Category: Parkinson's Disease: Pathophysiology
Objective: The study aims to deepen our understanding of the prodromal phase of Parkinson’s disease (PD)
Background: At the time of PD diagnosis, nigrostriatal degeneration has already progressed significantly. To allow earlier diagnosis and to enable initiation of disease-modifying treatments it would be essential to have access to early disease biomarkers. Aggregated forms of phosphorylated alpha-synuclein are found in the PD brain and can also be found in skin nerve endings and other peripheral tissues, offering new opportunities to develop such markers.
Method: This study follows a cohort of PD patients and individuals that have characteristics of prodromal PD according to the revised MDS PD Research Criteria as well as healthy controls. All participants are characterized in detail with 11C-PE2I PET imaging, 3T MRI, clinical testing by physiotherapist, neuropsychologist, neurologist and nurse by means of established clinical scales. Moreover, we perform skin biopsies, elaborate odor identification testing with Sniffin’ sticks (Burghart Instruments) as well as collection of cerebrospinal fluid (CSF), blood and saliva.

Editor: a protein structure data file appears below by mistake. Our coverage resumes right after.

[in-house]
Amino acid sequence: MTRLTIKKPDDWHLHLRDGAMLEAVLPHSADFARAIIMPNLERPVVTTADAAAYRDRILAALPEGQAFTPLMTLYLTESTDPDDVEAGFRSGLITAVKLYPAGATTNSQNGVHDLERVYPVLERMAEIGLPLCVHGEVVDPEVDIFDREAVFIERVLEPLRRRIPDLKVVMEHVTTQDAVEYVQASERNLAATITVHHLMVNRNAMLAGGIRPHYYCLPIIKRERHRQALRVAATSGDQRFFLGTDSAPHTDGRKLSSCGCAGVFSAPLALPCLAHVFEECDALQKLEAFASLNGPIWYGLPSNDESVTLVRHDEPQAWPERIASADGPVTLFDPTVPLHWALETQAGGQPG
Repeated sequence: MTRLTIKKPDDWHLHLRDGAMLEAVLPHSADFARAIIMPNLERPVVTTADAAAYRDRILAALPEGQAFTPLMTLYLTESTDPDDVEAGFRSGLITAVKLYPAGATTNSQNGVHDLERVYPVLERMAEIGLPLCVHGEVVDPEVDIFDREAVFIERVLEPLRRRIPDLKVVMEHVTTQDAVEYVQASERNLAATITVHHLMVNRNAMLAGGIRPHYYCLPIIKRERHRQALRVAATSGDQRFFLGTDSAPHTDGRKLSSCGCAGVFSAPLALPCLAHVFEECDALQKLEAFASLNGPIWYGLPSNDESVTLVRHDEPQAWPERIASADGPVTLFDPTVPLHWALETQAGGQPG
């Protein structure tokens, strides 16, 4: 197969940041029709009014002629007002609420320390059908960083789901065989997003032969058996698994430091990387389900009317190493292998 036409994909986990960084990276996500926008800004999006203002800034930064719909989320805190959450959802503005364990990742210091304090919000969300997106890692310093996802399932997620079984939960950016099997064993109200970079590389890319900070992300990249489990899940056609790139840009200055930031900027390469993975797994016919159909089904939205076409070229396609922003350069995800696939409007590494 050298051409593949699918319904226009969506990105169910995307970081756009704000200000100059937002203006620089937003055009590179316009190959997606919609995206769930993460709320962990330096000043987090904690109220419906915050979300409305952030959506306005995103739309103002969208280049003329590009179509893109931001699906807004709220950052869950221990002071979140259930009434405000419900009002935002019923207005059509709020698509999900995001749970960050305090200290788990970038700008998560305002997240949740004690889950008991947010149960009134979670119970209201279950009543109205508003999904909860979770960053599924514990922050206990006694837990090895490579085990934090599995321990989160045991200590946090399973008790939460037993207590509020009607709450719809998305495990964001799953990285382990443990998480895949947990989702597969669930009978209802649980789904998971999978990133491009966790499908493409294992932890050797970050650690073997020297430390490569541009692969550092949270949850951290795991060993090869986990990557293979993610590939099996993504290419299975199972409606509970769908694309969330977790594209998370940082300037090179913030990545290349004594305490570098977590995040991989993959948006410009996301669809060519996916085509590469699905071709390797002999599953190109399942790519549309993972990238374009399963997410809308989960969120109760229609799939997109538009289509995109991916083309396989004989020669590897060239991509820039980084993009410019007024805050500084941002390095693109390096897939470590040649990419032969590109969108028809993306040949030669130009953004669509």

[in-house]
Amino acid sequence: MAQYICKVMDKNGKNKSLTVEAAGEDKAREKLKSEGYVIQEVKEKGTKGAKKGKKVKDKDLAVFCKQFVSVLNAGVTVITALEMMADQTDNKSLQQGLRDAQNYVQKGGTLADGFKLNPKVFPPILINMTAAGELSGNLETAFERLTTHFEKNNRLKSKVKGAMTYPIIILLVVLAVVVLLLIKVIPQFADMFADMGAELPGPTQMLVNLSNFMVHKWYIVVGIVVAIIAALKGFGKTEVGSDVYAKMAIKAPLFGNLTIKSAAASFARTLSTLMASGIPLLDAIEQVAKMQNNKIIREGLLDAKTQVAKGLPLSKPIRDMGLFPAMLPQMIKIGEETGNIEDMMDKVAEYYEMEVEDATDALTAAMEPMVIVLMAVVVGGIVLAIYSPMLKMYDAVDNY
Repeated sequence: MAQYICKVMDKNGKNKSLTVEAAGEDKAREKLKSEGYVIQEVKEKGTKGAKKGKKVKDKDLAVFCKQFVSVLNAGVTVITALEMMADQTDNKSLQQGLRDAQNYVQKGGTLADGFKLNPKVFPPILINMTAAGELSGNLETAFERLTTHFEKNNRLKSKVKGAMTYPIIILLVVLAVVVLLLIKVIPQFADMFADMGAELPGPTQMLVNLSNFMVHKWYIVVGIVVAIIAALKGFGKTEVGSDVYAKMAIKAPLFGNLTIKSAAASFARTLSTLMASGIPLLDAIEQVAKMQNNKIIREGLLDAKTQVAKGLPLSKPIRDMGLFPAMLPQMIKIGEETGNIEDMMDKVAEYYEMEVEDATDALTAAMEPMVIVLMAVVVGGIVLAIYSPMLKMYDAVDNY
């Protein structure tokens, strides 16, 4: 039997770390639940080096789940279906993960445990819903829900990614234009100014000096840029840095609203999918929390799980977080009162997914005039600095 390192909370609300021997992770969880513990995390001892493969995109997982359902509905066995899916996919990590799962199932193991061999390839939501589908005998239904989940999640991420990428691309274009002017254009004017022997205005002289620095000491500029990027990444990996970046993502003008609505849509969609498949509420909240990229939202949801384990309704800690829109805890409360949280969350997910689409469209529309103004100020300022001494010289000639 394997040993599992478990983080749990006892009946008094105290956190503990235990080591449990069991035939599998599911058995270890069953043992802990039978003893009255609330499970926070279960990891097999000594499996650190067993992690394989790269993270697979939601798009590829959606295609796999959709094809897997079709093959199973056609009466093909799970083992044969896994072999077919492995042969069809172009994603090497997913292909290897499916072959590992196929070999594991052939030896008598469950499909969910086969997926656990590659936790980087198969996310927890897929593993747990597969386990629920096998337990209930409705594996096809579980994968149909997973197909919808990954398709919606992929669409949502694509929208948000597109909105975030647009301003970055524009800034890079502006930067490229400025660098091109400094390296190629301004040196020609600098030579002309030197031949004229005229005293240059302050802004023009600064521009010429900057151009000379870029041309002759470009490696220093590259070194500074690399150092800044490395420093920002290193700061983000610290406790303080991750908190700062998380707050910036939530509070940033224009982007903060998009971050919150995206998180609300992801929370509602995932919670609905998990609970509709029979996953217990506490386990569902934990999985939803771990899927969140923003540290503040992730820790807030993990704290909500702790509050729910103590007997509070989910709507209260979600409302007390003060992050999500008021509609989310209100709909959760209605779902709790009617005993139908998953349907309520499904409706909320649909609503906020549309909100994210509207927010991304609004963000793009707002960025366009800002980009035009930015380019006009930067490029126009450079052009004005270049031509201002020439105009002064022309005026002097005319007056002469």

Results: From the start of the inclusion period, individuals have been recruited by a web-based questionnaire, which assesses probability of prodromal PD. Individuals at risk are invited for a clinical examination. The web survey has been marketed using age and geographic targeting in advertisements on Facebook and in a regional newspaper. A total of 58 individuals have been included, 20 of which with PD, 33 with prodromal signs of PD and 5 healthy subjects. The recruitment target is 30 patients with PD, 50 patients with prodromal PD and 30 healthy controls. The chart “Patient group versus biopsy outcome” shows the number of skin biopsies positive and negative for alpha-synuclein as well as those that have not yet been analyzed. Preliminary results show that subjects in the prodromal group with a positive skin biopsy for phosphorylated alpha-synuclein (P-synuclein) (n=3), have a more impaired olfactory function than those with a negative skin biopsy (n=16). The decreased smelling ability is shown in the table, with lower scores meaning less smelling ability.
Conclusion: The early results in our study indicate that phosphorylated alpha-synuclein may be found in skin nerve endings in the prodromal phase of PD. A decreased ability to smell may be a clinical correlate in these individuals.
To cite this abstract in AMA style:P. de Roos, D. Nyholm, M. Ingelsson. The Prodromal PD study – multiple biomarkers for early diagnosis? [abstract]. Mov Disord. 2021; 36 (suppl 1). https://www.mdsabstracts.org/abstract/the-prodromal-pd-study-multiple-biomarkers-for-early-diagnosis/. Accessed December 3, 2023.
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